In addition to the ethos, one notable advocacy that is presented, on Page 197, is entitled: 10 Ways to Foster Technology. Notice the summaries, plans, excerpts and headlines from the book here:

1 Lean-in for the Treaty for a Caribbean Single Market
This treaty allows for the unification of the region into one market of 42 million people, across 30 member-states and an economic impact for a GDP of over $800 Billion (circa 2010). The CU will lead the industry efforts to create economies-of-scale to deploy technological investments, (such as Libraries and other Community Technology Centers), and generate justifiable benefits. The CU governance also provides the intellectual property protections such as patents and copyrights, and ensures their enforcement both locally and abroad. The technology initiatives are designed to include everyone in the region: the technically-savvy and the technically-ignorant. In addition to the CU providing community education services like the CTC’s, the CU incentivizes Not-For-Profit agencies, NGOs and Foundations to help the community efforts.
2 e-Learning Facilities and Industries
3 STEM Charter Schools and STEM Teacher Recognitions
4 e-Government Services
The CU Trade Federation will provide government services. Where ever possible, these services will be delivered with the embrace of Internet and Communications Technologies (ICT). Therefore, Caribbean citizens can request and interact with CU government services via web & phone portals (contact centers), and when personal visits are mandated, service level agreements (SLA) will be implemented to set expectations for quality and timely response.
5 Public Access Wi-Fi
Regional ISP’s will be regulated at the federal level, and encourage to provided free Wi-Fi to the public. Successful business models can be facilitated thru ads-supported browsers and videos.
6 Incubators, Venture Capitalists Funds and IPO’s
7 Tax Credits for Technological Investments
8 Technology Expositions
9 Centers of Excellence
10 Whistleblower Protections

The Go Lean book was written 5 years ago as a 5 Year Plan to reform and transform the Caribbean region. Had the plan been adopted by the regional stakeholders then, the Agents of Change would have been better addressed all the while. But instead, this plan, or roadmap, to introduce and implement the Caribbean Union Trade Federation is still reeling; still not even started.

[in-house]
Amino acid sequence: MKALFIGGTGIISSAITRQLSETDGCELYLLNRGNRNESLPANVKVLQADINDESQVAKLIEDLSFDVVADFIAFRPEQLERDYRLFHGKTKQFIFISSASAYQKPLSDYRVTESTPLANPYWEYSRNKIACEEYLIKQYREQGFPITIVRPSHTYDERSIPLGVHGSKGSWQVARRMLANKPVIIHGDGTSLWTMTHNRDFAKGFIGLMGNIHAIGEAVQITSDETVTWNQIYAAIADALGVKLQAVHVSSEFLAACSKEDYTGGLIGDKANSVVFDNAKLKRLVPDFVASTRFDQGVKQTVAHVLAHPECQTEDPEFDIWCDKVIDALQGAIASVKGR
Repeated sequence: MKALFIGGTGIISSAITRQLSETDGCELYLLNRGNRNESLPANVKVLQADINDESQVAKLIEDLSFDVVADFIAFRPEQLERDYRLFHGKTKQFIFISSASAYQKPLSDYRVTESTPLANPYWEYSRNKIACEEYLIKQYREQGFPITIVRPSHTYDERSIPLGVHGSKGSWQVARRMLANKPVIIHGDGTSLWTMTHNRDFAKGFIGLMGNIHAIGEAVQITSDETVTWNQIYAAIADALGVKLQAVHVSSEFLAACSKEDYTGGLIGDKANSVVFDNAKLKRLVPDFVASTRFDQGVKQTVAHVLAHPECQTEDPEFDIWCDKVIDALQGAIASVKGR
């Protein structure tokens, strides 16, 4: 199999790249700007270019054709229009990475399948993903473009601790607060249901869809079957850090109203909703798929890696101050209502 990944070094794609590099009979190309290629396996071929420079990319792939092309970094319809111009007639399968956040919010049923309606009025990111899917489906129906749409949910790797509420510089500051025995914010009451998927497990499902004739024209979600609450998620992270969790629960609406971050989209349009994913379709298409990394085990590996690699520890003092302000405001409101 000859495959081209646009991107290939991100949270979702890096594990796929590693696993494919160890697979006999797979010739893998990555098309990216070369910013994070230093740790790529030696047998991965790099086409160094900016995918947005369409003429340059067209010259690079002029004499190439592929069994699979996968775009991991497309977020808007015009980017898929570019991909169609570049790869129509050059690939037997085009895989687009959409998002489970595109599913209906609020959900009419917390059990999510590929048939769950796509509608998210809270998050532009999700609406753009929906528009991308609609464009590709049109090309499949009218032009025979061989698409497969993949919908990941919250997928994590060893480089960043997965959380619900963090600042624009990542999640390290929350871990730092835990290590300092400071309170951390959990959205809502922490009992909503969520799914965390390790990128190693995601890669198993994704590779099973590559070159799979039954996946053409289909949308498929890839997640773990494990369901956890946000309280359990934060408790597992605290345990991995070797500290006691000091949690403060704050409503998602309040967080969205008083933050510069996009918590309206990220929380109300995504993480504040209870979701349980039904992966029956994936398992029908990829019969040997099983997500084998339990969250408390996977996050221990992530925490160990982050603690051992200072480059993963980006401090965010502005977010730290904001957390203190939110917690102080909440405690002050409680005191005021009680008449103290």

The embrace of technology must not be optional. This technology factor is analogous to a vessel/ship that can take “us” to a better destination.

Adopting, thriving and competing with technology advances is the answer for reforming and transforming the Caribbean. In these 5 short years since the publication of the Go Lean book, technology has escalated the region further and now all the member-states are fully “on board” this vessel for change, empowerment and improvement.

While the other Agents of Change are equally import, this Technology cause is perhaps the one Agent of Change that we have made the most progress with. This disposition is presented in the other commentaries in this series, cataloged here:

  1. 5 Years Later: New Post Office Eco-system – Globalization issues ‘loud and clear’ now.
  2. 5 Years Later: Climate Change – Coming so fast, so furious.
  3. 5 Years Later: Technology – Caribbean fully on board.
  4. 5 Years Later: Aging Diaspora – Finding Home … anywhere.

At least now we have a more receptive environment for the embrace of the Go Lean roadmap in Cuba, than we did 5 years ago. Back then, Fidel Castro, though retired as President, still ruled as the Chairman of the Communist Party; his brother Raul ruled as President. Today, Fidel is dead; and Raul is retired – though now the Chairman of the Party. Cuba is now ready for change. The foregoing news article has conveyed that Cuba is ready for mobile Internet and Communications Technologies.

This is the start that we need. This allow us the opportunity to adopt, compete and thrive. Let’s lean-in to the Go Lean/CU roadmap now. We have more to do; more to accomplish; more people to impact; more jobs to create; and more lives to improve.

At 5 years in, though its a late start, it is still not too late to succeed in making our homeland a better place to live, work and play.  🙂

Download the free e-book of Go Lean … Caribbean – now!

Sign the petition to lean-in for this roadmap for the Caribbean Union Trade Federation.